Gay and a Gun owner – the prejudice that’s not shy to speak it’s name… at all

The author posing with his Ruger American bolt action rifle left-hand in .22-250.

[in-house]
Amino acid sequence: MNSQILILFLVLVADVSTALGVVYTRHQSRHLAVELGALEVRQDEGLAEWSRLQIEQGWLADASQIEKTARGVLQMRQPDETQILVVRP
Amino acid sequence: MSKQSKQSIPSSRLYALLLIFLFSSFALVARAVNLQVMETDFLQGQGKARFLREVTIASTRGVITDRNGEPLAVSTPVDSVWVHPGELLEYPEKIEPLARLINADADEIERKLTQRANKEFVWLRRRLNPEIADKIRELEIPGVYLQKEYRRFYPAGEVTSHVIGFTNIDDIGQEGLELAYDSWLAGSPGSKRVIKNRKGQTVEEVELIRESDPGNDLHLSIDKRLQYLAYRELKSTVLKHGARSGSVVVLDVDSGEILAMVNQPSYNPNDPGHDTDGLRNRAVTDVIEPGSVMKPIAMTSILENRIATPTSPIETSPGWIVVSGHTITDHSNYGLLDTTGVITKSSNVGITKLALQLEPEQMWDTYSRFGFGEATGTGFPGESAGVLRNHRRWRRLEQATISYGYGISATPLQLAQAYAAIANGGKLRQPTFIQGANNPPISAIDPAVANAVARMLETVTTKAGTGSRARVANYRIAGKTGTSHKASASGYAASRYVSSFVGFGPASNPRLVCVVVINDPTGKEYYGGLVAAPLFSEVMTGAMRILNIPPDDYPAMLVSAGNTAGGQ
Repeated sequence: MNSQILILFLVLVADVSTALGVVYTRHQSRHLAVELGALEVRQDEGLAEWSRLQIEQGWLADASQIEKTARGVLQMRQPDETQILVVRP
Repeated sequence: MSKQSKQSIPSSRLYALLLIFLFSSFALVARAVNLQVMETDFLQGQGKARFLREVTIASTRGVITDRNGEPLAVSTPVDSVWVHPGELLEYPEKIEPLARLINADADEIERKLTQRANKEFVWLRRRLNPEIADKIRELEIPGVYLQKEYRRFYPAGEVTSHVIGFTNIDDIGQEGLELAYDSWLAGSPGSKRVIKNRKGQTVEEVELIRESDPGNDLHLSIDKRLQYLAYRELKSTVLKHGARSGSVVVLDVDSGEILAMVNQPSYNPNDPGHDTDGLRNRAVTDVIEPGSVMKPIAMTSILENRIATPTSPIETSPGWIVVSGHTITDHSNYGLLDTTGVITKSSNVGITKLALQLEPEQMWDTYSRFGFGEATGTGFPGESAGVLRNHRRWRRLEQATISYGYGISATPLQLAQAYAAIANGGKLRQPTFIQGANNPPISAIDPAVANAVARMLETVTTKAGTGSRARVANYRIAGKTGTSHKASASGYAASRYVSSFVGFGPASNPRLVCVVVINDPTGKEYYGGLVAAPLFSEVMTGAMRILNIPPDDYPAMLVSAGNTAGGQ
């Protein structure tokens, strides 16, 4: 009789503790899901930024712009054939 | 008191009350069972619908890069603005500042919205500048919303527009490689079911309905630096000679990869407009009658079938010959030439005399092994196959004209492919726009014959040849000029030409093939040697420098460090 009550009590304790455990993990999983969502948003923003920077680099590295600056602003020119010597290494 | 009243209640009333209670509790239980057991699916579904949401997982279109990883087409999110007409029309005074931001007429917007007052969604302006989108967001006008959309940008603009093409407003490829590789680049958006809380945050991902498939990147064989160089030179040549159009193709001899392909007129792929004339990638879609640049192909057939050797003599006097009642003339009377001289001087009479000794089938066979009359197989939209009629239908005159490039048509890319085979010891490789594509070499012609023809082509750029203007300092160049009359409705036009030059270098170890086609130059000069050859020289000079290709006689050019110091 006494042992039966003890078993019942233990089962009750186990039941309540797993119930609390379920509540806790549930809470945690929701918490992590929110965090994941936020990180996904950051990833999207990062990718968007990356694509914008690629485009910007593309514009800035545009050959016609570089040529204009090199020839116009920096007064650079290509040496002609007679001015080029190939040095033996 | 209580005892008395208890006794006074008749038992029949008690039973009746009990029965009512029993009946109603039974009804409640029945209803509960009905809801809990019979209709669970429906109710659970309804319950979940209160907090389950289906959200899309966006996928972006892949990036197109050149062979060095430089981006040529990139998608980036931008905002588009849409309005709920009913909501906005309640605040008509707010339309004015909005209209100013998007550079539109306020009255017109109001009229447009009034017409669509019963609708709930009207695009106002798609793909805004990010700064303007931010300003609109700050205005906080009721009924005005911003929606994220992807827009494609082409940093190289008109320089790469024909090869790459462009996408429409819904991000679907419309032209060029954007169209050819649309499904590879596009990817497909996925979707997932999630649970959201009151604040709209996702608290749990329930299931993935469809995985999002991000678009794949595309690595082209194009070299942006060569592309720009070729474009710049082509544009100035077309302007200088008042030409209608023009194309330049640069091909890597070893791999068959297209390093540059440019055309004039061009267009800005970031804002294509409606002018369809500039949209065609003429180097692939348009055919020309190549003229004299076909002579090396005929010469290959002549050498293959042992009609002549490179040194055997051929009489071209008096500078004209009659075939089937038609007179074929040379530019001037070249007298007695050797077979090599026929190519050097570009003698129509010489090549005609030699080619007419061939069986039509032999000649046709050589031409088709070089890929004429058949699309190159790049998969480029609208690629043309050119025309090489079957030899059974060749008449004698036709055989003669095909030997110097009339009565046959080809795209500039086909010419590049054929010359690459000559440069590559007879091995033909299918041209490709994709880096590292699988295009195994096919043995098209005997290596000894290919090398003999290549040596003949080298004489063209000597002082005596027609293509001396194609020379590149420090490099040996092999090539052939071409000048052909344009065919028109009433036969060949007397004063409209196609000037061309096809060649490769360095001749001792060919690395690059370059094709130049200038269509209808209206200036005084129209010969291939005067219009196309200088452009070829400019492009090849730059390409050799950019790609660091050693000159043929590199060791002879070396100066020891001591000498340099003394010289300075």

Prejudice is defined as “an unfair and unreasonable opinion or feeling, especially when formed without enough thought or knowledge.” (Cambridge Dictionary) I am confronted with prejudice both as a gay man and gun owner. You may be familiar with the crude caricature of a gay man: that of a limp-wristed, effeminate man who speaks with a lisp and has an incessant compulsion for sex. You may also be acquainted with the cartoonish stereotype of gun owners as lower class white men who are uncouth and certain to tell you the only way you will take his gun from him is “from my cold, dead hands.” Certainly, these are the extreme ends of these particular prejudices. While there were occasions in my life when people directed anti-gay slurs at me and to a lesser extent snide remarks about my supposed lack of virility and questionable mental health for being a gun owner, the prejudice I face as a gay man and gun owner that really concerns me is far more indistinct than being called “queer” or “gun nut” by loutish people who just do not know any better.

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